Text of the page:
The brain organoid, engineered from adult human skin cells, is the most complete human brain model yet developed, said Rene Anand, professor of biological chemistry and pharmacology at Ohio State.
The lab-grown brain, about the size of a pencil eraser, has an identifiable structure and contains 99 percent of the genes present in the human fetal brain. Such a system will enable ethical and more rapid and accurate testing of experimental drugs before the clinical trial stage and advance studies of genetic and environmental causes of central nervous system disorders.
“It not only looks like the developing brain, its diverse cell types express nearly all genes like a brain,” Anand said. “We’ve struggled for a long time trying to solve complex brain disease problems that cause tremendous pain and suffering. The power of this brain model bodes very well for human health because it gives us better and more relevant options to test and develop therapeutics other than rodents.”
Anand, who studies the association between nicotinic receptors and central nervous system disorders, was inspired to pursue a model of human neural biology after encountering disappointing results in a rodent study of an experimental autism drug. Taking a chance with a shoestring budget compared to other researchers doing similar projects, he added stem-cell engineering to his research program. Four years later, he had built himself a replica of the human brain.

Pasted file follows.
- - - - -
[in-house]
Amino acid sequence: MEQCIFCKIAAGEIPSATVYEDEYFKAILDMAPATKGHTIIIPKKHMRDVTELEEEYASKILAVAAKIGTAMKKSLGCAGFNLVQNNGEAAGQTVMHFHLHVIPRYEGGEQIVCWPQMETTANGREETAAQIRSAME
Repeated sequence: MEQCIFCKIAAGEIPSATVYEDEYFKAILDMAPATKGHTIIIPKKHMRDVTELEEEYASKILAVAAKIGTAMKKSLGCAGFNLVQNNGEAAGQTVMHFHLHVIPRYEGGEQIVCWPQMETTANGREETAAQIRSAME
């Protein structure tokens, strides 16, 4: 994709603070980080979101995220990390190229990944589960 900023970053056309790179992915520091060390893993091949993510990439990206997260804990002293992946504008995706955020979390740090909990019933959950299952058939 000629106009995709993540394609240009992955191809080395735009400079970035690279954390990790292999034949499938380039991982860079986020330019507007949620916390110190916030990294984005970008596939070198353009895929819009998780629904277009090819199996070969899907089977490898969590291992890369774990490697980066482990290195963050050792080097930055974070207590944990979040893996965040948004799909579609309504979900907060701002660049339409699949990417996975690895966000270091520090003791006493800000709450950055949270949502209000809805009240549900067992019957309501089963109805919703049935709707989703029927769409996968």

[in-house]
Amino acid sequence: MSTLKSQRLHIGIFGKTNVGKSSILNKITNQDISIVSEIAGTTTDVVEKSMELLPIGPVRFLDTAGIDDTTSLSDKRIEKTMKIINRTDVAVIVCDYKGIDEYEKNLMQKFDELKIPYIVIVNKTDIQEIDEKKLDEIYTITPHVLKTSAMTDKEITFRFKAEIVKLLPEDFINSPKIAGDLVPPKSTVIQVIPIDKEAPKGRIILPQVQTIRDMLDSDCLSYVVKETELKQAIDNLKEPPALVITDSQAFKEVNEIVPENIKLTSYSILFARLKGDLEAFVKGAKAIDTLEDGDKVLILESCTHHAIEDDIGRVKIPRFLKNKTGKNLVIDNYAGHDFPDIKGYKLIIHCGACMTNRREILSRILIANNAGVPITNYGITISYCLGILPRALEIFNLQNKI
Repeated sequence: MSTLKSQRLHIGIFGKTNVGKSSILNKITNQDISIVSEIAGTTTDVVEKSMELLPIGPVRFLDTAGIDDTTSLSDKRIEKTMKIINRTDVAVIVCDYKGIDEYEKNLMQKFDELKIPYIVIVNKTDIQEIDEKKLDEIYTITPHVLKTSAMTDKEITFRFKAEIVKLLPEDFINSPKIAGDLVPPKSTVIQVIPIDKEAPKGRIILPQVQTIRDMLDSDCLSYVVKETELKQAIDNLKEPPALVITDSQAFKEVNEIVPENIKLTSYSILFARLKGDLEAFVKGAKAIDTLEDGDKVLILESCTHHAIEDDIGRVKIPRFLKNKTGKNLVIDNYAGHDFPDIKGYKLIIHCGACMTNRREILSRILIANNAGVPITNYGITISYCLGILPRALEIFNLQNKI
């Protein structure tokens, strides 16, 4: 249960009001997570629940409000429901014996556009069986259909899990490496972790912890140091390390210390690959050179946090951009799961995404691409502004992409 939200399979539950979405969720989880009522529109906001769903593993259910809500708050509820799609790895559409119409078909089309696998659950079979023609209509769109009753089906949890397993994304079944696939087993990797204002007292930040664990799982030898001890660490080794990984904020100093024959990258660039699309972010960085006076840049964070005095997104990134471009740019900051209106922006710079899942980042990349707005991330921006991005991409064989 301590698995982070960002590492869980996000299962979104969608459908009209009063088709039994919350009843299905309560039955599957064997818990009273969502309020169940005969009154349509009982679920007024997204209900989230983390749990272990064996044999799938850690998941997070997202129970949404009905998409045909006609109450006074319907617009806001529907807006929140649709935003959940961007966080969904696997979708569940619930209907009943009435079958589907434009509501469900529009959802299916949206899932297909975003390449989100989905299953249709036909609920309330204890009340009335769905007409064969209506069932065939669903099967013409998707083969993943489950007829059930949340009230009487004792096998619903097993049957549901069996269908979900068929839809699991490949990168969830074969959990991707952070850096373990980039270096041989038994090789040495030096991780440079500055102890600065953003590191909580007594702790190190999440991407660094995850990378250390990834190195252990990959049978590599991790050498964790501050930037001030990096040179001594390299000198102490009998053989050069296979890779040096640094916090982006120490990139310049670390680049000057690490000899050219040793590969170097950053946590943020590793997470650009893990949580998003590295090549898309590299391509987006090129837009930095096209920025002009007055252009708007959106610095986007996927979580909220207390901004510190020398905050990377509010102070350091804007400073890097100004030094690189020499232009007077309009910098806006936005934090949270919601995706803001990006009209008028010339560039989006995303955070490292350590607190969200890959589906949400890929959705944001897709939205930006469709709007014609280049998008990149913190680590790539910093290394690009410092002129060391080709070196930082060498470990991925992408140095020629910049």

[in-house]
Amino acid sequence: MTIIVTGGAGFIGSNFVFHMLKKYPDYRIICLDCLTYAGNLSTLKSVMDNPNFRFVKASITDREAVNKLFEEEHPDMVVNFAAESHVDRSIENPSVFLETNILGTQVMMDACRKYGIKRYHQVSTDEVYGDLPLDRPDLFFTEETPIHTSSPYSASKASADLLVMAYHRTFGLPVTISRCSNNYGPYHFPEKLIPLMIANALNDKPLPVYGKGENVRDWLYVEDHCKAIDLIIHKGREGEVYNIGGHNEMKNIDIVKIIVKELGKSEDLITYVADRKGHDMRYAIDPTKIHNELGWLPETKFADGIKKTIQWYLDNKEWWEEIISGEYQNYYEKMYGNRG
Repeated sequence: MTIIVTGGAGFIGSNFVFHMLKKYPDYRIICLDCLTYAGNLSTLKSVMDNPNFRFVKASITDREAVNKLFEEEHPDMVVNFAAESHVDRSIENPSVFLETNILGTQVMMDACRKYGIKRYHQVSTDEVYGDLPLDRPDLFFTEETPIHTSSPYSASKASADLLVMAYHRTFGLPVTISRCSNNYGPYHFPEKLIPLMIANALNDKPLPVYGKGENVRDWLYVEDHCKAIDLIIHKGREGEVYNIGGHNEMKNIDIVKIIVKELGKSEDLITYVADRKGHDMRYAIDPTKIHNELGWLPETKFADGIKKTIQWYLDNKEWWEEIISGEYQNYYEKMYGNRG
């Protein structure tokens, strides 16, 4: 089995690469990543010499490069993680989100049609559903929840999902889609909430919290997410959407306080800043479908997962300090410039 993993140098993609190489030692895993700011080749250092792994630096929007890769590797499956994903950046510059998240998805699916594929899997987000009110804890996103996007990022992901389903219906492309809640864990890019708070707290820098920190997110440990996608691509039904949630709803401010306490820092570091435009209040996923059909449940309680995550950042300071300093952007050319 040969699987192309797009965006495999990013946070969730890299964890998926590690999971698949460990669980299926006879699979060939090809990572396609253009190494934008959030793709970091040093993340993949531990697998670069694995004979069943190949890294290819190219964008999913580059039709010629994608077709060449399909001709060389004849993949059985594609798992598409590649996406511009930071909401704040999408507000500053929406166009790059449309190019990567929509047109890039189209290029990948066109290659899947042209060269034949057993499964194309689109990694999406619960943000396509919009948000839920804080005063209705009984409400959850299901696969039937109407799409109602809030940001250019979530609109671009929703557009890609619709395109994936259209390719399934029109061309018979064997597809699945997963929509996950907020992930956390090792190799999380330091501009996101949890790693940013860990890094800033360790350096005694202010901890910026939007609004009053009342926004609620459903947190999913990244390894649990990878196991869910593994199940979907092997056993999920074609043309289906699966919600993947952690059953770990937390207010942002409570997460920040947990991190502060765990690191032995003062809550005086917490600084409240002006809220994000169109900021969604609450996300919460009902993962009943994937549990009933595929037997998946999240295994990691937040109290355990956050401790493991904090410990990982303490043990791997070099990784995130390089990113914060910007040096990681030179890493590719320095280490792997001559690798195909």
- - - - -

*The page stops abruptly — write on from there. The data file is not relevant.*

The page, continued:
The main thing missing in this model is a vascular system. What is there – a spinal cord, all major regions of the brain, multiple cell types, signaling circuitry and even a retina – has the potential to dramatically accelerate the pace of neuroscience research, said Anand, also a professor of neuroscience.
Converting adult skin cells into pluripotent cells – immature stem cells that can be programmed to become any tissue in the body – is a rapidly developing area of science that earned the researcher who discovered the technique, Shinya Yamanaka, a Nobel Prize in 2012.
“Once a cell is in that pluripotent state, it can become any organ – if you know what to do to support it to become that organ,” Anand said. “The brain has been the holy grail because of its enormous complexity compared to any other organ. Other groups are attempting to do this as well.”
Anand’s method is proprietary and he has filed an invention disclosure with the university.
It takes about 15 weeks to build a model system developed to match the 5-week-old fetal human brain.
For military purposes, the system offers a new platform for the study of Gulf War illness, traumatic brain injury and post-traumatic stress disorder.
-from the Ohio State University